The escape of O+ ions from the atmosphere: an explanation of the observed ion density profiles on Mars

Significance Statement

Gas phase ionization processes induced by energetic photons, electrons or by excited metastable neutral species play a key role in numerous phenomena occurring in low energy ionized plasmas and electric discharges. Ionic species are present in the upper atmosphere of planets; they govern the chemistry of ionospheres. The chemistry of the ionosphere of Titan has been revealed to be active by the instruments of beard Cassini. Above all, molecular ions have been detected in comet tails.

In space, ions are formed in various ways, the importance of which depends on specific conditions of the extraterrestrial environment considered. The interactions of neutral molecules with Ultra violet photons, cosmic rays, x-rays and other phenomena, for instance, shock waves, are important processes for their production. In specific, absorption of ultra violet photons with an energy higher than the ionization energy of the absorbing species, can induce ionization with the formation of both singly and doubly charged ions (also called dications).

Researchers led by Professor Stefano Falcinelli from the University of Perugia, proposed to investigate the escape of O+ ions from the atmosphere of Mars and Titan (the largest satellite of Saturn), giving an explanation of the observed ion density profiles on Mars. They realized that when they double ionized a molecule, they would modify deeply its chemical behavior. The removed electrons would change sensibly the electronic configuration of the neutral species, changing its chemical reactivity.  The double ionization can produce a molecular dication inducing Coulomb explosion and fragment ions formation with a high kinetic energy content of several eV. Once formed, these ionic species are able to reach sufficient velocity to escape into space, contributing to the continuous erosion of the atmosphere of some planets of the Solar System, like Mars and Titan. Their wok is now published in peer-reviewed journal, Chemical Physics letters.

In their experiments, they are able to simulate in laboratory the rarefied gaseous environmental conditions of astrochemical interest, as for example the upper planetary atmospheres. In such experiments, the monochromatic energy from the selected synchrotron light beam crosses at right angles an effusive molecular beam of carbon dioxide neutral precursors, and the product ions are then detected in coincidence with photoelectrons. The used coincidence electron-ion-ion extraction and detection system consists in a time of flight mass spectrometer equipped with ion position sensitive detector. Such a detector is designed to properly measure the spatial momentum components of the dissociation ion products.

Carbon dioxide is a simple molecule of great interest for interstellar medium and planetary atmospheres, not only for the Earth, but for other planets like Mars, Venus and Titan. In fact, carbon dioxide is a well-known greenhouse gas, and has been found to be the main component in the Mars, Venus, and together with acetylene molecules, has been detected as a minor component in Titan atmosphere. The presence of carbon dioxide in the interstellar medium has been demonstrated by microwave spectroscopy.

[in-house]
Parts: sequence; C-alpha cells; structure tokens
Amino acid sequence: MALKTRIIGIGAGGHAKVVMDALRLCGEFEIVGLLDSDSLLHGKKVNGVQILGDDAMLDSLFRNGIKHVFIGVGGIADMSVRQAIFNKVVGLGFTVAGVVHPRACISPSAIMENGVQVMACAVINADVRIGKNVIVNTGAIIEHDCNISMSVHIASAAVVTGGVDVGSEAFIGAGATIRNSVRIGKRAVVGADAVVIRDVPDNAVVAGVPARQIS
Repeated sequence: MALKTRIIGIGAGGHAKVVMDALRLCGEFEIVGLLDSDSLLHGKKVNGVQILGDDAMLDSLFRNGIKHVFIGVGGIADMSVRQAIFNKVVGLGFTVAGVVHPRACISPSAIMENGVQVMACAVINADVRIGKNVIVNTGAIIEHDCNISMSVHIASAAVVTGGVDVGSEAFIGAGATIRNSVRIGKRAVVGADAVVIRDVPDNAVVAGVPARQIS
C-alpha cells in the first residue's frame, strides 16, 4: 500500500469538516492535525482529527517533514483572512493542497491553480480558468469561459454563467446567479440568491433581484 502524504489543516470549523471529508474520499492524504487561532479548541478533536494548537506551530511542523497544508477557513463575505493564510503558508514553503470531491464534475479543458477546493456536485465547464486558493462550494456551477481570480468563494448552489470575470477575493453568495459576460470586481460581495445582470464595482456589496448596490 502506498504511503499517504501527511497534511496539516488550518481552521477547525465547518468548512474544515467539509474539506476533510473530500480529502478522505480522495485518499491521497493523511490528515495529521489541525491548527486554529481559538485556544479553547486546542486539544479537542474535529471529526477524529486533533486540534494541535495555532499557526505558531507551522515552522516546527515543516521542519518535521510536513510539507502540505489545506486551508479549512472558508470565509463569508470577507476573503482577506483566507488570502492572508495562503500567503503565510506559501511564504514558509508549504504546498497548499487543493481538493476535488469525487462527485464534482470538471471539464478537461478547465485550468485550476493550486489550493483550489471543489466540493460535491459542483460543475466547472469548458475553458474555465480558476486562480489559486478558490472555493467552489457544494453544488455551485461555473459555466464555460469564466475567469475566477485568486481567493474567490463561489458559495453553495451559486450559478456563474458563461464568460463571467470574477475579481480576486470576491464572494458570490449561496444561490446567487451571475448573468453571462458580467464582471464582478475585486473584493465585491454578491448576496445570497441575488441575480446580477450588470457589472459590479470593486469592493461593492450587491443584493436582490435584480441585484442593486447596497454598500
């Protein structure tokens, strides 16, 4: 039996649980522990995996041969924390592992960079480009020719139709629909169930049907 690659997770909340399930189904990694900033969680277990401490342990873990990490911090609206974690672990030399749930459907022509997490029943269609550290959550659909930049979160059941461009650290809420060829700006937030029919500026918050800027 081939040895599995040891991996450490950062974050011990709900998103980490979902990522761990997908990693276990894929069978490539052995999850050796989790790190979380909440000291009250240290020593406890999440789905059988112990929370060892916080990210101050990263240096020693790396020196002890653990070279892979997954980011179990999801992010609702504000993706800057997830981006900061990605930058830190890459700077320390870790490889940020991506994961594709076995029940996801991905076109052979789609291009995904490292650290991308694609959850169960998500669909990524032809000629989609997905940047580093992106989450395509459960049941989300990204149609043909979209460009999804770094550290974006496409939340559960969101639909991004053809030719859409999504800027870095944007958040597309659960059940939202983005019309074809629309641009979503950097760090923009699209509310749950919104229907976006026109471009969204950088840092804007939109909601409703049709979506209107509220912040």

The main goal of such a research is to highlight that the dissociative double ionization photoionization process induced by VUV photons and producing fragment ions with a high kinetic energy content, would be in general an important mechanism for ionic species to escape from the atmosphere of some planets. The double charged species can be produced in the upper atmospheres of planets by the double ionization of the neutral precursor induced by cosmic rays, ultra violet photons and X-rays. After they are formed, by Coulomb explosion they can form fragment ions having a high kinetic energy content able to allow them to escape into space.

About the author

Stefano Falcinelli (ORCID ID: – ResearcherID: A-7871-2012 – Scopus Author ID: 6701373) is a Professor of “Chemistry and Materials Technology” at the University of Perugia (Italy). He received his Ph.D. in Chemical Sciences in 1994 from the University of Perugia (Italy), and during 1994-1995 he was a Postdoc at Stanford University, CA (USA) with Prof. Richard N. Zare.

His research ranges from the dynamics of elementary chemical reactions of atmospheric and astrochemical interest to applications of chemistry to problems related to human health. He spent several periods of study and research as a visiting professor at several universities in the USA (Stanford University, CA, University of Rochester, NY) and France (Université de Paris Nord XIII). He is co-author of 1 book and 128 international peer-reviewed publications.

Journal Reference

Stefano Falcinelli1, Fernando Pirani2, Michele Alagia3, Luca Schio3, Robert Richter4, Stefano Stranges3,5, Franco Vecchiocattivi1. The escape of O+ ions from the atmosphere: an explanation of the observed ion density profiles on Mars. Chemical Physics Letters, volume 666 (2016), pages 1–6.

Show Affiliations
  1. Department of Civil and Environmental Engineering, University of Perugia, Via G. Duranti 93, 06125 Perugia, Italy
  2. Department of Chemistry, Biology and Biotechnologies, University of Perugia, Via Elce di Sotto 8, 06123 Perugia, Italy.
  3. IOM-CNR Tasc, km 163.5, Area Science Park, 34149 Basovizza, Trieste, Italy.
  4. Elettra-Sincrotrone Trieste, Area Science Park, 34149 Basovizza, Trieste, Italy.
  5. Department of Chemistry and Drug Technology, University of Rome ‘‘La Sapienza’’, 00185 Rome, Italy.


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